Game Review: King Kong Monster Pack (for King of Tokyo/New York)

What else can be said about King of Tokyo?

It was created by Richard Garfield and published by iello Games. It’s won countless awards since its release in 2011. It has multiple expansions that add gameplay depth through additional power cards for each monster (Power Up!) and overall silliness by being able to equip Halloween costume cards to your monster (Halloween). It even had a fully fleshed out sequel, King of New York. King of Tokyo sees the table every single family game night for us. We either start the night off with it, or play it to wrap things up. The kids love it. I love it. It fits our family perfectly at this stage in our lives.

From left to right: Baby Godzilla (girl), Mothra, King Kong, Godzilla, Baby Godzilla (boy)

For me, I love King of Tokyo because I’m a giant monster enthusiast. As you’ll see in more reviews I write. I’m a Godzila fanatic. This was a picture of my family a few years ago at the Wizard World Cleveland comic convention. While Godzilla and his colorful cast of co-stars from Toho are near and dear to my heart, I also branch out. I love Ultraman, Power Rangers, Gamera, Cloverfield, Pacific Rim, and the list goes on. Personally, I never quite liked King Kong as much as the others. I know it may be blasphemous, but I still haven’t seen the latest Skull Island movie. I liked the giant monster/robot/kaiju battles that other series offered, but King Kong just didn’t give me those battles. Sure, he fought some dinosaurs here or there… but he never had a knockdown, drag out, showdown with an enemy the way Godzilla did. (This is not counting the Toho King Kong movies where he fought Mechanikong and had lightning punch abilities to battle Godzilla in their showdown in 1962. Let’s be honest, those King Kong movies are a bit odd, since it was Toho using the rights to a character that they didn’t create.)

Then, about 2 years ago, I decided to pick up the original King Kong (1933) on DVD. I hadn’t actually seen the movie since I was about 9 or 10 years old. I was instantly swept up in the adequate acting (which early Godzilla films are hit-and-miss with) and the special effects. I’m absolutely fascinated with old special effects. Seeing what they used claymation, physical props, and early green screen for is incredible. I love seeing what they decided “Yeah… that’s good enough” on to make it in to the final edited version of the movie. I have a small dream of making my own giant monster movie using the same special effect resources that were used 70-80 years ago, someday. But I digress…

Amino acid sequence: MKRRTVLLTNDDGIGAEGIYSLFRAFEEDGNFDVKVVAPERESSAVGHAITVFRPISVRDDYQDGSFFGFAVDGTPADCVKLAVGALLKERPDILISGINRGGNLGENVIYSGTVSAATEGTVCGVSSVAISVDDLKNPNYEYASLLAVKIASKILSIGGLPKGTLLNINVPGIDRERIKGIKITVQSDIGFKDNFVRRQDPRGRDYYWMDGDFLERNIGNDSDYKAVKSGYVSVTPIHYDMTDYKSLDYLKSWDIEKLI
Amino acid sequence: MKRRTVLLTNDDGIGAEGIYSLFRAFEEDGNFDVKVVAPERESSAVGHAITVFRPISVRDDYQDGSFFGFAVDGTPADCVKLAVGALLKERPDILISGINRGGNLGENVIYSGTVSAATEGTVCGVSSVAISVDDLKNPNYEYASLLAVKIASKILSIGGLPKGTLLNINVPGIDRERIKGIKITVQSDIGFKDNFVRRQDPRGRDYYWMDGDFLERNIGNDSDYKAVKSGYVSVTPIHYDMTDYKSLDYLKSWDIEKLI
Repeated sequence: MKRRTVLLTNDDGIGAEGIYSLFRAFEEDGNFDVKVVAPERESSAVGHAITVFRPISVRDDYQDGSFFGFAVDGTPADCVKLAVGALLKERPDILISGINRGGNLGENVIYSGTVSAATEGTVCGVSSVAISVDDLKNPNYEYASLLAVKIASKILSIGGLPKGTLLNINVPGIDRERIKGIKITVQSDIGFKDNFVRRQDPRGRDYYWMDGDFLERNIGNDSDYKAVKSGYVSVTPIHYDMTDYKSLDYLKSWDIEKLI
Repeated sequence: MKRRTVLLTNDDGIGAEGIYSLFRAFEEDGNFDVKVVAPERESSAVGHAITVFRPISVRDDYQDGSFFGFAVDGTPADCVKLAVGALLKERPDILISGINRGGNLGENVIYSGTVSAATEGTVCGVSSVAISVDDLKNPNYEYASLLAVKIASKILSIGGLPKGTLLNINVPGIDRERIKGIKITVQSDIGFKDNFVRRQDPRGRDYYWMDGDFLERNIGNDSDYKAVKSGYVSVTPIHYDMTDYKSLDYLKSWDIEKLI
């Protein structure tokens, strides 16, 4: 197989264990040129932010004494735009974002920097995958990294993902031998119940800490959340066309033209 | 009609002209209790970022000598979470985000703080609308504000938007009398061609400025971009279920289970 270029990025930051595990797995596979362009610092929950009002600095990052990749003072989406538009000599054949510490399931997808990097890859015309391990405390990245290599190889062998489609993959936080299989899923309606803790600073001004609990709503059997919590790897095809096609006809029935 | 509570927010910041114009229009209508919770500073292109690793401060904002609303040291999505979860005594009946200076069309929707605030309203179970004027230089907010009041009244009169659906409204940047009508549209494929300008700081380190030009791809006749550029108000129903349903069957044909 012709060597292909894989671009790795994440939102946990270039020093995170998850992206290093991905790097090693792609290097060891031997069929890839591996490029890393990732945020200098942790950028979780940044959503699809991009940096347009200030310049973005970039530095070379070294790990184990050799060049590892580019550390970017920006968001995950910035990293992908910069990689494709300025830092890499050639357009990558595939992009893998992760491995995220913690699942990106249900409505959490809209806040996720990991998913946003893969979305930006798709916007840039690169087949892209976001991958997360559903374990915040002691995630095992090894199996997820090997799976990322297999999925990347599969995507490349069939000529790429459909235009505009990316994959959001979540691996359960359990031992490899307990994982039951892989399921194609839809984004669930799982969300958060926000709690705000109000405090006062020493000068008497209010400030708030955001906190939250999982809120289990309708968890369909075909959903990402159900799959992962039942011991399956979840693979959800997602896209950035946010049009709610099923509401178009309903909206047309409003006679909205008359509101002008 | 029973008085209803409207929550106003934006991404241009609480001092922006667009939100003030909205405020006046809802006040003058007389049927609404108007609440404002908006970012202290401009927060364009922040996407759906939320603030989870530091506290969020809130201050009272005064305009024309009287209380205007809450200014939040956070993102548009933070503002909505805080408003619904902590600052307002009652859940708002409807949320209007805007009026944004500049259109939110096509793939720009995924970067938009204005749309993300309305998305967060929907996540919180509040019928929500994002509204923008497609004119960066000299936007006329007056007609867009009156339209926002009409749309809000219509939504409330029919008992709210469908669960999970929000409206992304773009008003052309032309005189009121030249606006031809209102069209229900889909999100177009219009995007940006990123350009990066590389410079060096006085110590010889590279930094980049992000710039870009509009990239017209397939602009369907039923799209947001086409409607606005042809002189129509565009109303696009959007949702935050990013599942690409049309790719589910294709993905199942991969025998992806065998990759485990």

TL;DR: I like giant monsters.

 

I did gain some new appreciation for Kong after rewatching the original movie, and I plan on getting the rest of his movies for my giant monster movie collection. Now, with this newfound affection for King Kong, I decided to pull the trigger on purchasing the King Kong Monster Pack for King of Tokyo and King of New York. My oldest son (his nickname is Roo and he’s 5 years old) loves giant monster stuff about as much as I do, and loves playing King of Tokyo as well. So, he helped me with the unboxing of this Monster Pack HERE.

So, after playing a game with King Kong, and the rules for Tokyo Tower, what do I think?

We played a 3-player game, and DID NOT use the Power Up cards. I wish the Protected/Captured Beauty card was always in play and not dependent on a Power Up card. You could always ‘house rule’ that King Kong starts with the Protected Beauty. I think the addition of that mechanic is a great feature, and shows incredible understanding of both the source material of Kong’s story and how to incorporate that seamlessly in to game play.

Tokyo Tower (and the Empire State Building) introduce a fun new mechanic and win condition by collecting all 3 pieces. The kids and I were excited to try and roll for the parts of Tokyo Tower, but soon found it to be just a bit too difficult. You have to already be in Tokyo, then roll four “1” faces to claim a piece of the tower. Our game ended without any of us claiming any pieces. I think that slight disappointment of not utilizing the Tower was partially our own fault. We were excited to use this new mechanic as a focal point and a win condition. In reality, I think it is there purely to mitigate bad rolls full of “1”s. When looking at it in that light, I can appreciate it a lot more.

I think this Monster Pack is a fantastic addition to the King of Tokyo game. It provides a new win condition that acts as a way to reward you when you get cursed with bad rolls. It brings a new mechanic with the Protected/Captured Beauty card that’s just dripping with flavor for fans of King Kong. Additionally, if you own King of New York, King Kong can be used in both games, giving you a little more bang for your buck. And, maybe most importantly for me, it shows iello that players would be willing to purchase other licensed characters to add to the game. So, the powers that be at iello Games, if you’re listening I’d happily purchase Godzilla, Ultraman, or Pacific Rim character packs for King of Tokyo.

The King Kong Monster Pack isn’t going to make you like King of Tokyo if you didn’t enjoy it before. It adds some subtle changes and new mechanics that fans of the character will recognize as thematic. But you don’t need to have any prior knowledge of Kong to enjoy these new features. If you enjoy King of Tokyo, this Monster Pack adds to the fun.

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